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December 6, 2002     Cape Gazette
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December 6, 2002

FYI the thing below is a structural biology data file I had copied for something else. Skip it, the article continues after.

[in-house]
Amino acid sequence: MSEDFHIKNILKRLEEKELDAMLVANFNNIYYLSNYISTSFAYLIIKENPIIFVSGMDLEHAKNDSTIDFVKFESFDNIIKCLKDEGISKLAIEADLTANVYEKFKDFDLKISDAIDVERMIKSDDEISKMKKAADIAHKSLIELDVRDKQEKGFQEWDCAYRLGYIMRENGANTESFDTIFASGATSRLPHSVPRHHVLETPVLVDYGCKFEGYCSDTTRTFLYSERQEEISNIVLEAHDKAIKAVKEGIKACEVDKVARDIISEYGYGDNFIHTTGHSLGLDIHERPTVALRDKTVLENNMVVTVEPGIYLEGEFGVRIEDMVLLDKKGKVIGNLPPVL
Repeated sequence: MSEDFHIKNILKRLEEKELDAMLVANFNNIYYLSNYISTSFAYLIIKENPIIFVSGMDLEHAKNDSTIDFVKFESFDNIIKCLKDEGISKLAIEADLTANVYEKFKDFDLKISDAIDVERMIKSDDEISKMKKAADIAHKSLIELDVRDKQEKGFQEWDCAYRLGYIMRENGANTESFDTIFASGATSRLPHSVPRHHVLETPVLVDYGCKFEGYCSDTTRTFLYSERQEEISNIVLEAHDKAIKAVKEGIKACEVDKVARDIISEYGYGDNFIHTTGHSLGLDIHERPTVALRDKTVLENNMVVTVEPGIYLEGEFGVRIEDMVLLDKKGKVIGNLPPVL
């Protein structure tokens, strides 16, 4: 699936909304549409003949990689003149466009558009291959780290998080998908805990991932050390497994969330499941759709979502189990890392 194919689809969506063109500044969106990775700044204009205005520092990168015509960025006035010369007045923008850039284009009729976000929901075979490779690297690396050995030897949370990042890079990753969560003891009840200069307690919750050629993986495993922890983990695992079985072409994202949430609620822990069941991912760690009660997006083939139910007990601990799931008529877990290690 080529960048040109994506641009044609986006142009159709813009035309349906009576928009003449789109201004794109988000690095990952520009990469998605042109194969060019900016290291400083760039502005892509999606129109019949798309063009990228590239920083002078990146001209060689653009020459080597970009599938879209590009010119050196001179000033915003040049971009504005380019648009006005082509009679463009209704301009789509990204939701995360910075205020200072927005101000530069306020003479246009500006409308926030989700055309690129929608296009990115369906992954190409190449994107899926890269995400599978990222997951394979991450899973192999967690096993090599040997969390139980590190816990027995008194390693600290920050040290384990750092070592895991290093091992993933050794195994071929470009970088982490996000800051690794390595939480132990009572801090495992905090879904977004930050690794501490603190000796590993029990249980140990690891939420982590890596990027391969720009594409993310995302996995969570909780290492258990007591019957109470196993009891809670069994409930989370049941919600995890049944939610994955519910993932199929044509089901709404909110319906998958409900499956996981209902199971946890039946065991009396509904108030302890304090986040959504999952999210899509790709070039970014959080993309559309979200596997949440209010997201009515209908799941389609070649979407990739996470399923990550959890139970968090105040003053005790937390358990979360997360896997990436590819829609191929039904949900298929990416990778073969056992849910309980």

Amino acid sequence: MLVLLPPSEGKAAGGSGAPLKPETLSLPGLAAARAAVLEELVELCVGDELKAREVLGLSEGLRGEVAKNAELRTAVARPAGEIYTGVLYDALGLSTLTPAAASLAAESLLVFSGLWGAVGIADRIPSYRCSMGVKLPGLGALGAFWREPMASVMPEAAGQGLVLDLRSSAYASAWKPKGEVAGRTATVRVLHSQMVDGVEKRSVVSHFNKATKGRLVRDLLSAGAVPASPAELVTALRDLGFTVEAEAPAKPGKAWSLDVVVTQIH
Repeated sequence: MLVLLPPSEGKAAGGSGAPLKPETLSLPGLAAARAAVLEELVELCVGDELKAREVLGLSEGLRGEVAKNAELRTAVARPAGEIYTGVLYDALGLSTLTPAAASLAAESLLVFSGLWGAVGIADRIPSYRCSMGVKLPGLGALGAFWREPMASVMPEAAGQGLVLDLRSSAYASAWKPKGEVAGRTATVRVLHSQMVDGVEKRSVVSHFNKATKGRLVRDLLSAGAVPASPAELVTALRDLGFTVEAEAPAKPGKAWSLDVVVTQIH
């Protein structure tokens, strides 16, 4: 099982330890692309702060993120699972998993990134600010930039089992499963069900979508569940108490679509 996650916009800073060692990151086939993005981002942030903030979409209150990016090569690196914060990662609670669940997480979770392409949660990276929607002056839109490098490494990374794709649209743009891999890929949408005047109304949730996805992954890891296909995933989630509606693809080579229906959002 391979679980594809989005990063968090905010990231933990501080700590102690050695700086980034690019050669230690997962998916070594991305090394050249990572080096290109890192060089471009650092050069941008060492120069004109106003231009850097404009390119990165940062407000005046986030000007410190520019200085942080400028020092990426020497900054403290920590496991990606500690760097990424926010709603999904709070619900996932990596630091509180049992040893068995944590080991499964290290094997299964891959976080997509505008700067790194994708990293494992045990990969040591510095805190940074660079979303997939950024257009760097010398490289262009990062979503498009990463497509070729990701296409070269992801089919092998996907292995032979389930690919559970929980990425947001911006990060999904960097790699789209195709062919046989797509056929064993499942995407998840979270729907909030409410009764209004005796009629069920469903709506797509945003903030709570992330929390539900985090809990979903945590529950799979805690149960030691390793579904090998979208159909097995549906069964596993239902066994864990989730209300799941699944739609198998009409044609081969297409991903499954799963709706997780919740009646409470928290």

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Why protein is so important When it comes to building mus- cle, there is no substitute for a good quality protein. Protein leads the way when developing the nu- tritional strategies for building the body. Low protein diets can have many adverse effects on your health. Here is a closer look at what function protein plays in the body. 1. Protein is essential for growth and maintenance. Your body is in a perpetual state of growth and re- pair. Protein is required to build new cells and to replace those that are lost. Because your body is construct- ed of protein you musthave pro- tein from food to reconstruct it, because amino acid in foods are the only available source of pro- catabolism/anabolism cycle. When you exercise, your mus- cle tissue is broken down in a process called catabolism and lat- er rebuilt in a process_called an- abolism. Protein drives these processes known as the catabolism/an- abolism cycle. When protein in- take is increased your body actu- ally starts to form new lean mus- cle. This occurs in the anabolic pot- than of the cycle. Despite a rigor- ous exercise program many peo- ple's muscles still lack ;tone. They are not taking i enough protein to rebuild muscle after  Catabolic breakdown caused by exercise. The muscles are in i: perpetual state of catabolism. Once these athletes begin getting e0ough pro- Dave Kergaard rein. In addition; protein provides .tein to build lean flss they de- the fomadatifor the construe-, velop an insuranee=i against- tion of bon;teeth, and scar tis,-, body fat coming back'/'.) sue. Day after day the cycle repeats For these tissues to form, a pro- tein matrix called collagen, which creates cartilage, must fLrSt be set down. Crystals of minerals such as calcium, phosphorous, and flu- oride aredepos in this matrix, and hardened bones and teeth be- gin to form. Collagen is also the mending protein that forms scars to bond separated tissues, Ligament and tendons are composed of the pro- tein collagen. 2. Protein drives your body's itself and as long as there is suffi- cient protein to repair and rebuild, the building of muscletissue con- tinues. 3. Protein has a high specific dynamic action on the metabo- lism. After you eat a meal, ,onr meta- bolic rate increases, :xeaction partly due to the various chemical reactions associated with diges- tion, absorption, and storage of food in the body. Another reason for the increase is that certain amino acids in food directly stim- ulate cellular processes. A high carbohydrate meal boosts your metabolic rate four percent, while a high protein meal raises the me- tabolism about thirty percent above normal, usually within one hour after the meal. The effect of protein on meta- bolic rate is called "specific dy- namic action." 4. Protein helps regulate your body's water balance. You can find water in three areas of the body's tissues: between the cells, within the cells, and inside your capillaries, veins, and arteries (the vascular system). In healthy peo- ple, protein working together with certain minerals help regulate the proper amount of water in each area. This happens because proteins are "hydrophi!iC/' or attractive to water. Water molecules thus tend to congregate near the proteins. When your diet is protein defi- cient, proteins in the blood be- come depleted. Without enough protein to cling to, water in the vascular spaces leaks out into the spaces between the cells. Once there, water cannot be ex- creted by the kidneys and the re- sult is edema or water retention. The way to prevent this is to have adequate amounts of protein in your diet and to drink plenty of water (eight t 0 ten glasses a day). CAPE GAZETTE, Friday, Dec. 6 - Dec. 12, 2002 - 111 FITNESS FOR YOU 5. Protein strengthens the im- mune system. Dietary proteins produce other proteins called anti- bodies, which are found in the blood and combat disease. If your body is attacked by viruses, bacteria, or other foreign agents, then anes inactivate the invaders thus; warding off the disease.. Onceyour body has produced antibodies against an invading agent your cells keep a moleciilar memory of how to fight it the next time that infection occurs. Remember, athletes have higher requirements for protein than the average person. Without enough protein you cannot build muscle, repair its breakdown after training, or drive your metabolism. Dave Kergaard is a personal trainer at Gold's Gym in Re- hoboth Beach. He can be reached at 226,4653. People Continued from page 109 driving a seven-man sled up and down a 100-yard field using a wide base and short choppy steps. I have the calf muscles to prove it. A month ago I was leaving Super G when I came up behind a woman who was sitting down tall and a sliding door and a half wide, driving an electric shopping cart overfilled with all the wrong foods. The cart was so overloaded it wouldn't go over the little metal piece in the threshold of the door- way. I had a decision to make. I wanted to help her, but thought it would be rude if. I put my shoulder to the back of the cart then used short and choppy steps with a wide base and level back to drive her out the door. Plus, there was a good chance that someone would see me and direct a barrage of cru- el humor in my direction that would have been offensive to this poor woman. So I walked around her, did nothing and said nothing, but it plagued my conscious for weeks and I know that someday I will sit on a seat in a fancy restau-" rant and it will collapse under my weight and the room will erupt in a blue-faced Heimlieh group choke at my expense. SNIPPETS - It's not often the ocean is 12 degrees warmer than the air temperature, but it still ain't no place to get warmed up. Last Sunday brought out the "Yard Core" bears from their per- sonal den of delights for some nonsensical frolicking in the froth of the 48- degree Atlantic Ocean. Cutting through the wind into the surf were Kevin Rough, Bobby "Woodchuck" Hughes, Bill Clark, Louise McGinniss, Liz Britting- ham, Barbara Parr, Connie Miller, Wendy Gusmer, Tom Gusmer and Greg Mack. The next jump is New Year's Day at the state park beach in Lewes followed by the February Plunge for Delaware Special Olympics in Rehoboth Beach. Go on now, git! Cape Rel 00ion Athletes Of The Week PAT WOODS "Have you seen Pat oods lately? That boy is sickl  In basketball jargon that means that Wesley's sopho. more point guard Pat Woods has continped to elevate his CLARE NOWAKOWSKI This local Lewes athlete is a junior at St. Andrew's in Middletown. Last fall she was selected to first team All-Conference for field hockey for the Independent game. Pascored 19 points Conference. ClaredeHvered last Sunda including 4-of-6 'a great performance at the three-pointers as the " - m U.S. Field Hockey Festival in proving Wolverines lost to Palm Springs last weekend. No. 28 Franklin and Mar- She played as a forward for shall 72-64 Woods scored 13 coach Lloyd Conyer's team, in aloss to HAmpton Sydney Capital Pegasus Terps, and 12 in a victory over based in Bethesda, Md, He Chowan. The Wolverines invited her to play when he play home Dec. 9 against saw her at a regionaltourna- Nueman College. ment last spring. KEVlN BRI'IR'INGHAM Only a 10th grader, Kevin came off the bench in last Tuesday's scrimmage at Con. cord to score 11 points while playing great defense. "I'm glad to be up with the varsi. ty and look forward to mak. ing a contribution, n Kevin said. We have a tough De- cember before the Slam Dunk and the team is look- ing forward to proving it- self.  Kevin can play small forward and can play big and rebound. RAY TARTAL " Coach Chris Mattioni has found what he'b been miss. ing in senior Ray Tartal: a leaderl Ray is working harder than ever and has come into the season with a ;great attitude," Mattioni " said. Tartal leads a group of seven seniors and 11 letter. men in a tough lineup from i bottom to the top that gives the Vikings a solid chance at a winning season. Tartal will wrestled at 145 while his younger brother Jake marts the 130-pound spot. Slam Dunk tickets go on sale Dec. 6 Slam Dunk To The Beach Na- tional Holiday Invitational high school basketball tournament time is near. Founder and CEO Bobby Jacobs announced the teams and players, Dec. 3, as being the "best yet in Slam Dunk history." Jacobs has an all-time high 187 Division I prospects coming to the Cape i Henlopen High School Arena for! 47 games over five days, Dec. 26 -! 31. The coveted tickets are now here and can be secured at Casa/ pulla'sSubs 227-7827; Grotto Pizza Grand Slam 645-5926; and Grotto Pizza corporate headquar- mrs 227-3567. "We have the top recruits from Arizona, Kansas, California, Min- nesota, Florida, Connecticut and Mississippi," said Jacobs. Com- plete Slam Dunk information will appear in the Cape Gazette, Dec.